Saturday, May 11, 2013

More from Zambia

On 25 March 2013 the former republican president Rupiah Banda was charged and arrested for being in a fraudulent involvement in an oil scam deal. This is a case in which it is alleged that Banda signed an oil contract with Nigeria, whose financial benefits were siphoned off in his private account. He was released on a police bond of K500 million, and will keep on to appear in court soon. But what many people in Zambia fail to appreciate is the fact that there was a global economic crisis immediately Banda took over as president of the MMD in 2008 – whose economic significance led to his fall of Banda in 2011. The adverse economic conditions prevailing in the years 2008-2011 made the PF political slogan of Don't Kubeba [don't tell them] more appealing to the Zambian workers and students. It is also a fact that the PF came to power when the adverse economic conditions had started to improve in western Europe and the USA.

Thus President Sata’s first year in office was characterised by favourable copper prices on the world market. Thus any further economic success enjoyed by the PF government remains to be argued on the rejuvenated global economic prospects. When we take into perspective the politically motivated frays of tribal and ethnic comments emanating from the UPND – together with the adverse economic conditions suffered by the Zambian workers under the MMD, there is a concern for a compelling comparison between economic liberalism and a one-party dictatorship.

It is a fact that twenty years after the collapse of "Communism" in both Europe and Africa – African countries have been rocked by election motivated street riots and student demonstrations. In Zambia the dawn of political pluralism has given rise to tribalism and nepotism. Third world countries, Zambia in particular must be fair to themselves by distracting themselves from the falsehood circle shared by defenders of capitalism hat public sector investment, price regulations and subsidies on fertilisers are a representation of the failure of socialist-oriented economic dogma.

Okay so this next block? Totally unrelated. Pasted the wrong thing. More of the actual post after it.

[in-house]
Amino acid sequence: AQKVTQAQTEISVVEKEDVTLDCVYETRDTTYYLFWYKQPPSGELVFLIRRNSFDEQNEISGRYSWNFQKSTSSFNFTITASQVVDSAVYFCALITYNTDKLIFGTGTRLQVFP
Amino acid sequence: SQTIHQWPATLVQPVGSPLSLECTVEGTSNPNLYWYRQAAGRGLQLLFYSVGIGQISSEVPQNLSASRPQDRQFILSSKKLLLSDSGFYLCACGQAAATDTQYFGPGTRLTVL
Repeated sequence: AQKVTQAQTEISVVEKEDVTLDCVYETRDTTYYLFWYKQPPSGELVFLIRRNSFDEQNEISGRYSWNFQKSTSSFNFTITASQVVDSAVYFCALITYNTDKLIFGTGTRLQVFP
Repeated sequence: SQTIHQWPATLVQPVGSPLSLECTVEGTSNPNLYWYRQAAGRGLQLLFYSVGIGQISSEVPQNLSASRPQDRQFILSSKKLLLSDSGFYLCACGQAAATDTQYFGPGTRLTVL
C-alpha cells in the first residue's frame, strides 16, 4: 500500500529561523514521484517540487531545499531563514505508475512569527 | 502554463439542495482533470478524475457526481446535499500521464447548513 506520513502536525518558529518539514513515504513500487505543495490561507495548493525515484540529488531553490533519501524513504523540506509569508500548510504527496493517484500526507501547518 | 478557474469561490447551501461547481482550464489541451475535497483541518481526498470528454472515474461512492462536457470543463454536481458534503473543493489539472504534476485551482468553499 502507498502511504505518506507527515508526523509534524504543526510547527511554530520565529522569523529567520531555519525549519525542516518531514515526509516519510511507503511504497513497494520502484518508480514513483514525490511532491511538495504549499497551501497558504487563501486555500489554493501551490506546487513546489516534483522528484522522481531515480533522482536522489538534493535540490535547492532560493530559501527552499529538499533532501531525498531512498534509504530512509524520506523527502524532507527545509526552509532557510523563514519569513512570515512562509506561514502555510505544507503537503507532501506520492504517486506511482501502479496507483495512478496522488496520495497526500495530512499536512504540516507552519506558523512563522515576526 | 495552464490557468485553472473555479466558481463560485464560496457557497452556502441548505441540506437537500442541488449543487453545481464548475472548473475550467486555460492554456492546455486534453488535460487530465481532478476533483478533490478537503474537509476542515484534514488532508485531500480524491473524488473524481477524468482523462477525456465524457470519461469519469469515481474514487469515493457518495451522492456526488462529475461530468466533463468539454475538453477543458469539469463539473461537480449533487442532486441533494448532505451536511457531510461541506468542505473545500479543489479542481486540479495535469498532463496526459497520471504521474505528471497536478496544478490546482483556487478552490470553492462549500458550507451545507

It is still believed by Dr. Kenneth Kaunda that UNIP lost the 1991 general election to Fredrick Chiluba due to an exorbitant increase in the price of meali meal. The street riots that broke out in 1986 when people in urban areas took to the streets and looted shops was a consequence of spiralling oil prices and falling copper prices on the London Stock Exchange – and was therefore not a consequence of increased meali meal prices. It was also plain that "Communism" is conceived under a one-party state had come to an end in both eastern Europe and Africa.

Dr. Kaunda went to nationalise private-owned mealing companies and introduced food rationing. But this only heped the emergence of a black market and more shortages of essential commodities. When the MMD came to power it introduced privatisation, and parasitical firms were hastily sold at knock-down prices. This led to short-term unemployment. Fredrick Chiluba, though and avid political demagogue, failed to implement any sound economic policies when he was in power. The coming Levy Mwanasa signalled a new beginning in the political misfortunes of the MMD lawyer by profession Mwanawasa completely dismantled the MMD from its patriotic sentiments, founded upon the charismatic status of Fredrick Chiluba. Ethnicity and tribalism resurfaced within the MMD and the movement lost its Bemba-speaking political membership – the MMD had a strong political membership in Northern Province. In today’s modern world political statesmen are everywhere; the last and only individuals singled out to bear the brunt of political and economic misfortunes of the nation state. This is because political statesmen are everywhere entrusted with constitutional political power and privileges above everyone else.